It's timeless advice: if a website isn't loading properly, clear your cache. We've all done it. You might have even let out a little "hooray!" when the site started working again. And, if you're like me, you promptly proceeded to not think about the browser cache ever again—until the next thing broke.
But in the back of your mind, you might be wondering: what the heck is the cache? Why does clearing it fix things? I care about you, and want you to know things, so let's get into it.
What is a cache?
Take, for example, the page you're currently on. There's a Zapier logo at the top-left corner of it. If you go to another Zapier blog post, or to the Zapier homepage, that same logo will be there.
It's following you.
Your browser could re-download the logo every single time you visit a different page on this site, but that would be wasteful. So, instead, your browser stores the logo, and all sorts of other things, on your computer—in the cache.
What does clearing the cache do?
Every once in a while, a site will stop working, and clearing the cache will fix it. A coworker of mine, for example, couldn't upload articles to our website, so they cleared the browser cache, and all was right with the world again.
Why did this help? To vastly oversimplify things, sometimes there's a difference between the version of a website cached—i.e., stored—on your computer and the version that you're loading from the web. This conflict can lead to weird glitches, and clearing your cache can help when nothing else seems to.
In my coworker's case, the backend of the website had recently been updated, which was likely the reason for the conflict.
Tip: If you're struggling to sign on to a public Wi-Fi network, the cache might be the problem. Here's how the browser cache comes into play when trying to force open a public Wi-Fi login page—and how to fix it.
Cookies vs. cache: What's the difference?
In most browsers, the options for clearing the cache and clearing cookies are in the same place—but they're not the same thing.
Here's the difference:
Cache: This is where your computer stores files downloaded directly from the websites you visit—fonts, images, that kind of thing. The files in your cache aren't that different from the files in the cache of someone else who visits the same websites as you.
Cookies: Unlike your cache, cookies store information about you and the things you've done online. If you browse an online store and add a bunch of things to a shopping list, that's saved using a cookie. Cookies also keep track of which site you're logged in to—which is why, if you clear your cookies, you'll need to log back in to all of your accounts. Clearing your cache doesn't affect any of this.
Tip: If you want to view the cached version of a website (i.e., a snapshot of the page as it appeared the last time Google robots visited the site), use this simple Google Search trick.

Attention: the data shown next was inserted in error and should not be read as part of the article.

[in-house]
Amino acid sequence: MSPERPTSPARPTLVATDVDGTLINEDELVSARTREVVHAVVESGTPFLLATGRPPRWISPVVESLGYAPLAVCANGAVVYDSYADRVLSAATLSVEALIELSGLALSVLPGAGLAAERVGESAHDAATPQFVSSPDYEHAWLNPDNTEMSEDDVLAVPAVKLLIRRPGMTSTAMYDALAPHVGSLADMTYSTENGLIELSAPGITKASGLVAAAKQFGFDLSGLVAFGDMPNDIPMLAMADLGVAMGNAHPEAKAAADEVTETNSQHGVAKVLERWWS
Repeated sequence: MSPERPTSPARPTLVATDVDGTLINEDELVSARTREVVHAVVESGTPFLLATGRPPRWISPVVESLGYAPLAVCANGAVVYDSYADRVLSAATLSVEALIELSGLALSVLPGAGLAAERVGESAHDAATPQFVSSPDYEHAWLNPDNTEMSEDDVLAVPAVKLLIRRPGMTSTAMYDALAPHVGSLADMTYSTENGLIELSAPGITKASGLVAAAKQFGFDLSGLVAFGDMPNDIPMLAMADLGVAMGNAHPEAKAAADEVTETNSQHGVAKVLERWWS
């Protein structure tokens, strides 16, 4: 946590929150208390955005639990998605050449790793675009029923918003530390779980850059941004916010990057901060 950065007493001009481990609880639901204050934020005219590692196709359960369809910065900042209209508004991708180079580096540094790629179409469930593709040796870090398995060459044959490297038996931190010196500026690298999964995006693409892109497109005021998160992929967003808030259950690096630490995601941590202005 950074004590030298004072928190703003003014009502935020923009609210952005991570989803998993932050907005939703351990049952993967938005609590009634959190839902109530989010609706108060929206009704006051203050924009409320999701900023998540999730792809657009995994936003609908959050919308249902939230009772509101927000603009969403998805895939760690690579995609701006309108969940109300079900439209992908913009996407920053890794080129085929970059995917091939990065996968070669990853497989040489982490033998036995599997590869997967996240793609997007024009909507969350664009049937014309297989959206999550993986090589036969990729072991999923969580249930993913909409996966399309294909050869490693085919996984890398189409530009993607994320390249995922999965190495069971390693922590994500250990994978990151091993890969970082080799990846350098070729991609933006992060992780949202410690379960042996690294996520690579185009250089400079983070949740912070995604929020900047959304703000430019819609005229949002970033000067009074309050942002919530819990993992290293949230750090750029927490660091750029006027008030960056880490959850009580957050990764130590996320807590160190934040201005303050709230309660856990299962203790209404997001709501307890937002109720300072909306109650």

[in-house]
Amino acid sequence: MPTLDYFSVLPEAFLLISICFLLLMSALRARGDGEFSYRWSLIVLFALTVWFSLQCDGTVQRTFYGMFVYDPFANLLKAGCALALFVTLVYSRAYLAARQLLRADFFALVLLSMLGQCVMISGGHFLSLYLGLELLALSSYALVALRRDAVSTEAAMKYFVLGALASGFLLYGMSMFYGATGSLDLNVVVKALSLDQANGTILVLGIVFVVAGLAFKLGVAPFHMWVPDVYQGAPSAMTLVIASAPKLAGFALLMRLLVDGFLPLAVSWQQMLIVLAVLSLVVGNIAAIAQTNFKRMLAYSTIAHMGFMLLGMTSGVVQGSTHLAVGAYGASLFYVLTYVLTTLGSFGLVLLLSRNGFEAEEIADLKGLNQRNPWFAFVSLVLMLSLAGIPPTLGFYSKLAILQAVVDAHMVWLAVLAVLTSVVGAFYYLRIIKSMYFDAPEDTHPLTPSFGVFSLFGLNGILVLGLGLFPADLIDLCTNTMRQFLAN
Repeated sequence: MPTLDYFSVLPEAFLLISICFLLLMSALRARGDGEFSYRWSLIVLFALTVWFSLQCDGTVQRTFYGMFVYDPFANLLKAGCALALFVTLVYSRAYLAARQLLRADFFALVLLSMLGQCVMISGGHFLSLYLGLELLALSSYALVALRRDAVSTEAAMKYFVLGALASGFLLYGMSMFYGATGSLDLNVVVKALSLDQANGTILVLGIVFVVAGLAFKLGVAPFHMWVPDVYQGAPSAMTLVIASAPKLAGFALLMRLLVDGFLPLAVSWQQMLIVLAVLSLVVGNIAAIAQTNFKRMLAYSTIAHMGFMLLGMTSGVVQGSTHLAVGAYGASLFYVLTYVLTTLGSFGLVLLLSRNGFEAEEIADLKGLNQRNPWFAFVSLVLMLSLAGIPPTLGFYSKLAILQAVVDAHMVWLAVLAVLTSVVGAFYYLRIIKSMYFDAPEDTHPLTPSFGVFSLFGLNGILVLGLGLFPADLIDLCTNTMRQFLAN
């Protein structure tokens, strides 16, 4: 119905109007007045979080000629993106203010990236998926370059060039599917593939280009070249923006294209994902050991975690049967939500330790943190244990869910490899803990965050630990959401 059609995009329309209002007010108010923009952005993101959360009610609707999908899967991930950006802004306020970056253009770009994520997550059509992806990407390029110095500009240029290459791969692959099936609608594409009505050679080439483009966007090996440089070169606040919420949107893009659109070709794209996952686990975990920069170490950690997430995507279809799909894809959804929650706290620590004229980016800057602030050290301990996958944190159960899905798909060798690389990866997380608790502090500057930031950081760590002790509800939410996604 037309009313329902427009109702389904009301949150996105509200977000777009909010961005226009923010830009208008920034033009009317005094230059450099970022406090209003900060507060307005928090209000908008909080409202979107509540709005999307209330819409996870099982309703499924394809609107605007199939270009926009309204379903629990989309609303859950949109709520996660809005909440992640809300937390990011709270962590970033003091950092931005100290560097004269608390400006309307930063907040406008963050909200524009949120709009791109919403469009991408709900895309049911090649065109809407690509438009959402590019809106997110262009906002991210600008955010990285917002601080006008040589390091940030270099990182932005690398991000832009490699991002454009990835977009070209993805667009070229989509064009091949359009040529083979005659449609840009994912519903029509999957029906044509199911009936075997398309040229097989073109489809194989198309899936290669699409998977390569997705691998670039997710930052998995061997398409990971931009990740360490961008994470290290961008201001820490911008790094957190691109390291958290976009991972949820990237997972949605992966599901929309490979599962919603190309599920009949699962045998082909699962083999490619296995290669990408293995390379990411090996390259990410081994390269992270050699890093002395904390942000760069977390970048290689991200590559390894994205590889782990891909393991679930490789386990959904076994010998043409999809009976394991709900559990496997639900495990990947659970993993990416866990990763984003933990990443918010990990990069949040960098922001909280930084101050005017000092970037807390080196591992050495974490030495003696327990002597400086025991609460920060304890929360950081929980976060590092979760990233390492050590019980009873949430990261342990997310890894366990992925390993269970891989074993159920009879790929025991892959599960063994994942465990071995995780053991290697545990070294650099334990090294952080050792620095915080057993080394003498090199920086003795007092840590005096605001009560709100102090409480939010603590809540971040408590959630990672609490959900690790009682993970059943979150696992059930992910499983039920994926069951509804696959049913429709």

How to clear your browser cache
Depending on which web browser you're using, the steps to clear your cache might vary. But no matter the browser, it's straightforward to do.
How to clear cache on Google Chrome
From the menu bar of a Google Chrome window, click More (
Click More Tools, and select Clear Browsing Data.
You'll be redirected to a pop-up window on Google Chrome's Settings page. Deselect Cookies and other site data (unless you want to clear your cookies), and then click Clear data.
How to clear cache on Safari
From your Mac's menu bar, click History, and then click Clear History.
In the pop-up window that appears, click the dropdown beside Clear.
Select all history, and then click Clear History.
How to clear cache in Microsoft Edge
From the menu bar of a Microsoft Edge window, click Settings and more (
Click Settings, and then select Privacy, search, and services.
In the Clear browsing data section, click Choose what to clear.
In the pop-up window that appears, select the types of browsing data you want to clear and the desired time range, and then click Clear now.
How to clear cache in Firefox
For some inexplicable reason, there are two very different ways to clear your cache in Firefox. Here's the most straightforward way.
From the menu bar of a Firefox window, click Open application menu, which looks like three lines stacked horizontally (
≡), and then click Settings.
From the navigation pane, click Privacy & Security.
In the Cookies and Site Data section, click Clear Data.
In the pop-up window that appears, deselect Cookies and Site Data (unless you want to clear your cookies), and then click Clear.
Should I clear my cache regularly?
Here's the short answer: in general, I recommend not clearing your cache unless you have a specific reason to.
The files in the cache allow the websites you visit most often to load faster, which is a good thing. Plus your browser deletes old files periodically, so it's not like the cache is going to keep growing forever.
Sure, the cache is taking up room on your hard drive, and that can be annoying. But the reason you have a hard drive is so you can store things on it.
This article was originally published in July 2020. The most recent update, with contributions from Jessica Lau, was in June 2023.